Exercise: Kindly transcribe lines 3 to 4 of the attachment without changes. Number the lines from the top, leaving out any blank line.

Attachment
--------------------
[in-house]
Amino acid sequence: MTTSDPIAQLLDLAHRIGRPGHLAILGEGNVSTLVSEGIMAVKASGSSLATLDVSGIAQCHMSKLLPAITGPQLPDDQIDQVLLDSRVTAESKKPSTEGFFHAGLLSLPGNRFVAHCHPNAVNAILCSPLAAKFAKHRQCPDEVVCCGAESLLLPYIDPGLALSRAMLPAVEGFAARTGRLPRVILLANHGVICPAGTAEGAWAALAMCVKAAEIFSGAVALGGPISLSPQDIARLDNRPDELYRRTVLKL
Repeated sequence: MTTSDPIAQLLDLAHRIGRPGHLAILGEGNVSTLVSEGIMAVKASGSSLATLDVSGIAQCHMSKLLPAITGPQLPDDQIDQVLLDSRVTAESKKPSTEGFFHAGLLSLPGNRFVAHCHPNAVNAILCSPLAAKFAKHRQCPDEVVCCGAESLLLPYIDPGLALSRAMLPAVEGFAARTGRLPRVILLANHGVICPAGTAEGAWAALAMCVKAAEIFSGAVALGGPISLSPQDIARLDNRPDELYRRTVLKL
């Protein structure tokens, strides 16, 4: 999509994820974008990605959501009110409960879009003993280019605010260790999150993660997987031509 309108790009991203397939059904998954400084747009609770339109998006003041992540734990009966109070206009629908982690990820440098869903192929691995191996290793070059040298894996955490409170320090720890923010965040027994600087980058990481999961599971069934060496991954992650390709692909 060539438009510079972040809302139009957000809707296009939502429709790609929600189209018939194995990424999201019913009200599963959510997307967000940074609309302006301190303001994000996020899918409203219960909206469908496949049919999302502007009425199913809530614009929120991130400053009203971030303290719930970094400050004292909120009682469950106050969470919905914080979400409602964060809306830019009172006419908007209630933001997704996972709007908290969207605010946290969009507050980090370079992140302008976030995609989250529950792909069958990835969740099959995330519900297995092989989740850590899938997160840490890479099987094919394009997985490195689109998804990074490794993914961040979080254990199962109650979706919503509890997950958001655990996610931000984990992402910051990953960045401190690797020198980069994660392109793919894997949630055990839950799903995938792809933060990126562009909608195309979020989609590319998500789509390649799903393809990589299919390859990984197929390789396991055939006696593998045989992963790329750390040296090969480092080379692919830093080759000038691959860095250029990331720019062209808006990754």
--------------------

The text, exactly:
Repeated sequence: MTTSDPIAQLLDLAHRIGRPGHLAILGEGNVSTLVSEGIMAVKASGSSLATLDVSGIAQCHMSKLLPAITGPQLPDDQIDQVLLDSRVTAESKKPSTEGFFHAGLLSLPGNRFVAHCHPNAVNAILCSPLAAKFAKHRQCPDEVVCCGAESLLLPYIDPGLALSRAMLPAVEGFAARTGRLPRVILLANHGVICPAGTAEGAWAALAMCVKAAEIFSGAVALGGPISLSPQDIARLDNRPDELYRRTVLKL
């Protein structure tokens, strides 16, 4: 999509994820974008990605959501009110409960879009003993280019605010260790999150993660997987031509 309108790009991203397939059904998954400084747009609770339109998006003041992540734990009966109070206009629908982690990820440098869903192929691995191996290793070059040298894996955490409170320090720890923010965040027994600087980058990481999961599971069934060496991954992650390709692909 060539438009510079972040809302139009957000809707296009939502429709790609929600189209018939194995990424999201019913009200599963959510997307967000940074609309302006301190303001994000996020899918409203219960909206469908496949049919999302502007009425199913809530614009929120991130400053009203971030303290719930970094400050004292909120009682469950106050969470919905914080979400409602964060809306830019009172006419908007209630933001997704996972709007908290969207605010946290969009507050980090370079992140302008976030995609989250529950792909069958990835969740099959995330519900297995092989989740850590899938997160840490890479099987094919394009997985490195689109998804990074490794993914961040979080254990199962109650979706919503509890997950958001655990996610931000984990992402910051990953960045401190690797020198980069994660392109793919894997949630055990839950799903995938792809933060990126562009909608195309979020989609590319998500789509390649799903393809990589299919390859990984197929390789396991055939006696593998045989992963790329750390040296090969480092080379692919830093080759000038691959860095250029990331720019062209808006990754």